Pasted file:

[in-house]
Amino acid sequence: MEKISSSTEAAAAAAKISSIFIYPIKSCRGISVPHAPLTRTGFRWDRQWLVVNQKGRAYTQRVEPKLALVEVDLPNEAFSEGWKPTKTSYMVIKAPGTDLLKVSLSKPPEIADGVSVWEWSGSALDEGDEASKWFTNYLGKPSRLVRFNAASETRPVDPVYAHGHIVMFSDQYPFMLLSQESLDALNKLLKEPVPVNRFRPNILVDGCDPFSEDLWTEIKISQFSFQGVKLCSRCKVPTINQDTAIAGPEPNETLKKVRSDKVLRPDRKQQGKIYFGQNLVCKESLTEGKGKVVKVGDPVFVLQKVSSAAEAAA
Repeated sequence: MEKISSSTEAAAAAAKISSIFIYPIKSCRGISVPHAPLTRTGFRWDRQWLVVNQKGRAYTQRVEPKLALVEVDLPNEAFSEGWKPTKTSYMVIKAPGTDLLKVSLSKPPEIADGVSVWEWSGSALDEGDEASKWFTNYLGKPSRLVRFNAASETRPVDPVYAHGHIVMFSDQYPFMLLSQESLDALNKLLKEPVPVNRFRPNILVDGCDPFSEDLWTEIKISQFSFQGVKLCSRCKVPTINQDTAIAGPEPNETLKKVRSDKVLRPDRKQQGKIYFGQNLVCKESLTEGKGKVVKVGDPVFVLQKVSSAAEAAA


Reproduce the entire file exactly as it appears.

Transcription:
[in-house]
Amino acid sequence: MEKISSSTEAAAAAAKISSIFIYPIKSCRGISVPHAPLTRTGFRWDRQWLVVNQKGRAYTQRVEPKLALVEVDLPNEAFSEGWKPTKTSYMVIKAPGTDLLKVSLSKPPEIADGVSVWEWSGSALDEGDEASKWFTNYLGKPSRLVRFNAASETRPVDPVYAHGHIVMFSDQYPFMLLSQESLDALNKLLKEPVPVNRFRPNILVDGCDPFSEDLWTEIKISQFSFQGVKLCSRCKVPTINQDTAIAGPEPNETLKKVRSDKVLRPDRKQQGKIYFGQNLVCKESLTEGKGKVVKVGDPVFVLQKVSSAAEAAA
Repeated sequence: MEKISSSTEAAAAAAKISSIFIYPIKSCRGISVPHAPLTRTGFRWDRQWLVVNQKGRAYTQRVEPKLALVEVDLPNEAFSEGWKPTKTSYMVIKAPGTDLLKVSLSKPPEIADGVSVWEWSGSALDEGDEASKWFTNYLGKPSRLVRFNAASETRPVDPVYAHGHIVMFSDQYPFMLLSQESLDALNKLLKEPVPVNRFRPNILVDGCDPFSEDLWTEIKISQFSFQGVKLCSRCKVPTINQDTAIAGPEPNETLKKVRSDKVLRPDRKQQGKIYFGQNLVCKESLTEGKGKVVKVGDPVFVLQKVSSAAEAAA